Notice how the loop is structured differently from the loop in start. This is a performance optimization; though it has little consequence with so small an array. On some browsers, the call to length is a bit expensive. (Especially in cases when the array isn’t an array, but something that is array-like.) This adds up when you make the call once per iteration of the loop. We move it out of the loop so that we only call it once. Check out this test. Performance optimizations are tricky and change every time new browsers are released. It’s easy to get confused, and I recommend profiling your code frequently to look for hot spots rather than just guessing about optimizations. I hope to talk more about them later, but if you want more now check out the book High Performance JavaScript by Nicholas C. Zakas.

I had originally written my loops using the newer Array.forEach to iterate over entities. However, this proved to be significantly slower than a for loop.

The screen’s draw method also resets the canvas at the beginning of each iteration. If we did not do this, then every thing we drew on previous frames would still be present. For the start screen, I used clearRect however here I used fillRect with a solid color.

Here’s a function that will produce a simple enemy. It follows the same structure we’ve been using, update to handle the behavior and draw to actually draw it on the screen.

Some Bad Guys

Our enemy ships are a little more complicated than the screen they live on. Visually, they appear to have two components. The little yellow rectangle that moves about the screen and the phantom target that they project as a little red circle. In the final game, they will target one of the player’s units. However, the logic is very similar. In fact, it may become useful in debugging to how each enemy ship render something over it’s actual target.

Implementation

Explanation

Each enemy ship will be responsible for tracking its own state. In this code, the state is captured in a closure. In later code, we’ll track the track in a more traditional way. (I haven’t ran tests yet but I think that using a closure may have a performance impact.)

All of these variables represent the enemy ship’s state.

position is the location on the screen where we will render our ship.

Technically, the is the position in “world space”. World space is the logical space that entities in your game “live in”. This is distinct from “screen space”, which corresponds to the actual pixels on the screens. You can think of it this way: in your game you might have a circle with a radius of 10 and located at (100,100). However, where you draw it on the screen will depend upon where the player is viewing it from. If the player zooms in, the circle will grow larger but this doesn’t change the logical position or radius of the circle. We use the term “projection” to describe this. We project from world space into screen space based upon how the player is viewing the game world. The simplest project of course is just 1:1. Which means that there is no difference between world space and screen space. That’s what will stick with for the moment.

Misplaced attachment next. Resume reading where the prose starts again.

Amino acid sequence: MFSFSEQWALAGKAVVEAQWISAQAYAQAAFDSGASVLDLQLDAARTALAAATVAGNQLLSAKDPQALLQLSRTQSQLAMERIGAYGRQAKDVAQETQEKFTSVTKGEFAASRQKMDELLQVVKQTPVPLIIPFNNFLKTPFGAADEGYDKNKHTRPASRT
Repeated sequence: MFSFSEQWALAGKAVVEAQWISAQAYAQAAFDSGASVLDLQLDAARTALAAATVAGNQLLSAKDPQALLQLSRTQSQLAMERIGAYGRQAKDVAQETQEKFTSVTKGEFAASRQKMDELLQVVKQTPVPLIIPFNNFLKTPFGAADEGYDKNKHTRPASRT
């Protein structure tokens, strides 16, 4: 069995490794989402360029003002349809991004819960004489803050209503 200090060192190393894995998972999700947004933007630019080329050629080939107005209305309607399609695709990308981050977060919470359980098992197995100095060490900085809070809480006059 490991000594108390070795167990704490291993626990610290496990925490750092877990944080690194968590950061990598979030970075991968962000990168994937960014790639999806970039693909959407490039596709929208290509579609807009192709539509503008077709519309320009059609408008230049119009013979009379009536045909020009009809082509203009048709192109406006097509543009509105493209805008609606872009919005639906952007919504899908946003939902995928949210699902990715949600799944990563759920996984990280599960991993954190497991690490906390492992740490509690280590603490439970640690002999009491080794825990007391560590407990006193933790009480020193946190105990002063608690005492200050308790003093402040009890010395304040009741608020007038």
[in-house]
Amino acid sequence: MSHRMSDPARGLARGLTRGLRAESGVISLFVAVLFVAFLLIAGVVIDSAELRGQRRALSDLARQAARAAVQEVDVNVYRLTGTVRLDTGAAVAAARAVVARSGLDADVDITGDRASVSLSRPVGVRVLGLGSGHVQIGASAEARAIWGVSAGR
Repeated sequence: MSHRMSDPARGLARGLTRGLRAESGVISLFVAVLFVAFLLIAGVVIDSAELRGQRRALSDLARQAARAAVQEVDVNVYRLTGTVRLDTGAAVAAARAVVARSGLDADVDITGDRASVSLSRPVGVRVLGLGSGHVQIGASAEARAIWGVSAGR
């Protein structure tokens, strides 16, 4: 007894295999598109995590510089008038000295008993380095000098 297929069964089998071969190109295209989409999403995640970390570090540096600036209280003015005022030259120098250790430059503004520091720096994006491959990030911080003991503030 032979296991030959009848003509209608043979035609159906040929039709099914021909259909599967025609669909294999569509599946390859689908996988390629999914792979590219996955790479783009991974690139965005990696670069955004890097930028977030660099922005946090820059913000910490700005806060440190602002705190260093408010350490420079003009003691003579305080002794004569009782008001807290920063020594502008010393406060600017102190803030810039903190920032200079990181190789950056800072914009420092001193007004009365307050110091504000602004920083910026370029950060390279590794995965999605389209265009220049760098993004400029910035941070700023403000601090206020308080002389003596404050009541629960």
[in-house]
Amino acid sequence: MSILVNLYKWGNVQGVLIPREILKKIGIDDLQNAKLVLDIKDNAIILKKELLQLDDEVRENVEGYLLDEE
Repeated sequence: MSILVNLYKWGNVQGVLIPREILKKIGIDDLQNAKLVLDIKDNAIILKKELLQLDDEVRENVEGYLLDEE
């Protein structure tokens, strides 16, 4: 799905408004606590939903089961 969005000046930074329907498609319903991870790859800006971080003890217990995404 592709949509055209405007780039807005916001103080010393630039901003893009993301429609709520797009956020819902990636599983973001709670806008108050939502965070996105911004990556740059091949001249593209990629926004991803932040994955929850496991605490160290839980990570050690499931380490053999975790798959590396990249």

orientation is the direction the ship is currently facing. Our ship will always travel in the direction of its orientation. This constraints causes the ship travel in smooth arcs as opposed to abruptly changing its course.

turnSpeed and speed represent how quickly the ship can turn and how fast it can travel respectively. We won’t be modifying these values after setting them, which means the ship will turn and travel at constant rates. These values represent the rates of change for orientation and position. Note also, we defined turnSpeed in terms of fullCircle. This is an alias for Math.PI * 2; we are dealing in radians and not degrees.

target is a value with the shape { x: Number, y: Number }. The ship will always attempt to move towards this value by adjusting its orientation.

Update

The update function is the real meat of the enemy ship. First, we check to see if we are close to our target. If we are close enough, we consider our goal accomplished and we set a new target. Otherwise, we change our orientation so that we are flying toward our current target.

Here, x and y are really the distance between target and position along the respective axises. We want to know these values in order to calculate the distance between them. In general, you use the Pythagorean theorum to calculate distance. For deeper dive into the math, watch Distance Formula on Khan Academy. Finding the actual real distance uses a square root and calculating a square root is an expensive operation that’s best to avoid whenever you can.

We can bypass the need by working with the distance² (hence the variable name d2). We compare this against the hard-coded value of 16 (that’s 4²). In other words, if the distance between the ship and its target is less than 4 units we find a new target.